Further study suggested that a stretch of DNA on the Y chromosome acts as a master regulator and controls the development of male features. As with any gene sequence, this DNA stretch has to be translated into protein, which would then activate or repress other genes on different parts of the chromosomes culminating in male features. Thus, it is not the mere presence of the gene but its translation, which is also important. This makes biological sense —unlike other paired chromosomes, Y is always present as a single copy in the cell. Pairing is important to carry over information; for example, if genes on one chromosome were damaged, proteins could still be made from the other chromosome. Alternatively, the other chromosome could act as a template to repair the damaged chromosome. So, over time life-critical genes have been relocated from Y to other chromosomes where they can always have a partner gene.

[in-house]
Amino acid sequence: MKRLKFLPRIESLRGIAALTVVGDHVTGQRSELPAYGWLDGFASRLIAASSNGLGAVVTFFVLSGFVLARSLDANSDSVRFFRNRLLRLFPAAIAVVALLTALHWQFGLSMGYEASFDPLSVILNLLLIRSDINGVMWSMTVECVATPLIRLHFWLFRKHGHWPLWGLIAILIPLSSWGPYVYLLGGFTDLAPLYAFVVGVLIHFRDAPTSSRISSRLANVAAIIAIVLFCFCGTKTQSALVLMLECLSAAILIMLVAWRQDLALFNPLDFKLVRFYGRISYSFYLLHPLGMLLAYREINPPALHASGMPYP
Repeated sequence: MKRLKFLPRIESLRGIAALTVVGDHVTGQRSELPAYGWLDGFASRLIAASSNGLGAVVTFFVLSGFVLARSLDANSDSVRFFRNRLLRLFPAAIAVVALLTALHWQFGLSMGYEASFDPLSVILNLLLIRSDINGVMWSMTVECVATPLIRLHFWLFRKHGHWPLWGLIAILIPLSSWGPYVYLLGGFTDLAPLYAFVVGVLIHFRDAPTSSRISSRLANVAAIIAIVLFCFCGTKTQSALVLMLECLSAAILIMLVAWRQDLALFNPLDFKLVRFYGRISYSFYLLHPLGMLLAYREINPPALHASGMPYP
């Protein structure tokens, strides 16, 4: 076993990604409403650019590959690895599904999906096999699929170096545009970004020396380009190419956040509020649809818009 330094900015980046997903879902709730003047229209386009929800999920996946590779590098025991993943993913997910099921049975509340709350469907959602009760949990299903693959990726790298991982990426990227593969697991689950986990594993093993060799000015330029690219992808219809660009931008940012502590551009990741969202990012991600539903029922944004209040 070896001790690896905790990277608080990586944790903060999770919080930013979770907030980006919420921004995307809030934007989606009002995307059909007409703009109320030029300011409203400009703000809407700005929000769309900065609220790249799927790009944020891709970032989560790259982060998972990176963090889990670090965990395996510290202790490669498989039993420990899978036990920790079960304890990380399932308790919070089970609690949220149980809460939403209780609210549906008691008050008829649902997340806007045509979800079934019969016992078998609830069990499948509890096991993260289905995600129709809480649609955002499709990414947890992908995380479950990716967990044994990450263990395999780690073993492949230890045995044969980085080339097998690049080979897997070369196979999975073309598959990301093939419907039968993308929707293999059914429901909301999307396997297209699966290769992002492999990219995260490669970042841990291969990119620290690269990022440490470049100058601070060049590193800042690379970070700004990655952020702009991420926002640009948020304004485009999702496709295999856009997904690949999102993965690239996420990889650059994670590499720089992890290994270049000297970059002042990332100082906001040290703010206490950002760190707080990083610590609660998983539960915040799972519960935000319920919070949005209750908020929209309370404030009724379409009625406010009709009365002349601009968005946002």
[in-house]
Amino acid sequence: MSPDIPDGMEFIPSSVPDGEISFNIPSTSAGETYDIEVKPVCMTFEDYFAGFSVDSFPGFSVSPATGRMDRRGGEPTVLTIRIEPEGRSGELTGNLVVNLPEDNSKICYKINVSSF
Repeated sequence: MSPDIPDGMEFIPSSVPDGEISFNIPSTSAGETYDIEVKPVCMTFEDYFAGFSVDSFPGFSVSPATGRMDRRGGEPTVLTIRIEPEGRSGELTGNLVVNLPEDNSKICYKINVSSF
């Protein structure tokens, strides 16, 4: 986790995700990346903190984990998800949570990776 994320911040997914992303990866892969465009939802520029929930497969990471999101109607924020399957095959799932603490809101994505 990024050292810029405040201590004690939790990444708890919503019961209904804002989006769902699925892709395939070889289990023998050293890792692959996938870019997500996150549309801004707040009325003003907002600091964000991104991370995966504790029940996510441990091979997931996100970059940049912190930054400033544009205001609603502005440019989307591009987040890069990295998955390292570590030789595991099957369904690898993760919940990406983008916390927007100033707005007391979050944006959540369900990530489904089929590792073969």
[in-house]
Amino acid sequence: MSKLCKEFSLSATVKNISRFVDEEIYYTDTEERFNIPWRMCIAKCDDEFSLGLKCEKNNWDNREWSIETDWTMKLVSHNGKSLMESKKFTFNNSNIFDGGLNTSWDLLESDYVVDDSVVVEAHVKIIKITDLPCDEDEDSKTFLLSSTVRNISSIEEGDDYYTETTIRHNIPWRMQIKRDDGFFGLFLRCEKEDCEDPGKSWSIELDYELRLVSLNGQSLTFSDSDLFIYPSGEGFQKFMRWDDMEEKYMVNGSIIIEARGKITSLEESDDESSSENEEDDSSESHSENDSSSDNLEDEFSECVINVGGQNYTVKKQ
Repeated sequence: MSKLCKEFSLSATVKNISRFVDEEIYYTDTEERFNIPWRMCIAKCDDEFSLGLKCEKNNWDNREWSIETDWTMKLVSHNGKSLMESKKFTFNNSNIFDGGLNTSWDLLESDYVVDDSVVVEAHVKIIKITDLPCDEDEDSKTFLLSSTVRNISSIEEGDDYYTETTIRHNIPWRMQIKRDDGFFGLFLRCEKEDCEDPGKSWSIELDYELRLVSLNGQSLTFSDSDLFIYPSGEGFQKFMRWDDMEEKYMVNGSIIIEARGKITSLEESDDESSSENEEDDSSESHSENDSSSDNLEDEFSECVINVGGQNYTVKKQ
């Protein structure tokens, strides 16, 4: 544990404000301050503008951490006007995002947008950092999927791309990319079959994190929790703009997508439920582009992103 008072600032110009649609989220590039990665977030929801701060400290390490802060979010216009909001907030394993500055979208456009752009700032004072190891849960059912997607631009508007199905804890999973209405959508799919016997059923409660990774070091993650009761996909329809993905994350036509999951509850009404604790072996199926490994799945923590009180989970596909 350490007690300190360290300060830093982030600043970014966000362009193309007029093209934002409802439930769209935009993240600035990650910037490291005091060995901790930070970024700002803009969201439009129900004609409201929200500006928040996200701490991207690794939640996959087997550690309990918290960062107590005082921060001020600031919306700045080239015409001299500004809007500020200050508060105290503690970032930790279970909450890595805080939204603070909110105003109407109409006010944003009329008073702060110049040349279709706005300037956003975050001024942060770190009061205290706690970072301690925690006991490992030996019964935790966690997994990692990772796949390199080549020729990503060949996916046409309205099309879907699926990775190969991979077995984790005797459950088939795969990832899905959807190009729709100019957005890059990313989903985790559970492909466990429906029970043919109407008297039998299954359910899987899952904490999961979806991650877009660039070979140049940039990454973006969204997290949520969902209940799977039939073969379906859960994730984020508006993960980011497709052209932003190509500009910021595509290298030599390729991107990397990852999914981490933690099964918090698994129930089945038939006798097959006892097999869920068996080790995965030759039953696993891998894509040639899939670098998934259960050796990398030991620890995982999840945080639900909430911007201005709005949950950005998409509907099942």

As more research confirmed, this coupled with the discovery of an array of XY combinations in humans, the IAAF dropped the chromosome-based gender determination exercise and, for a brief while, there was no gender determination being carried out at competitive sporting events. But biology is not as simple as XX or XY. When DNA forms protein, there are many layers of regulation that ensure that a certain amount of protein is made. Too much or too little of a particular protein can create havoc in a person’s body.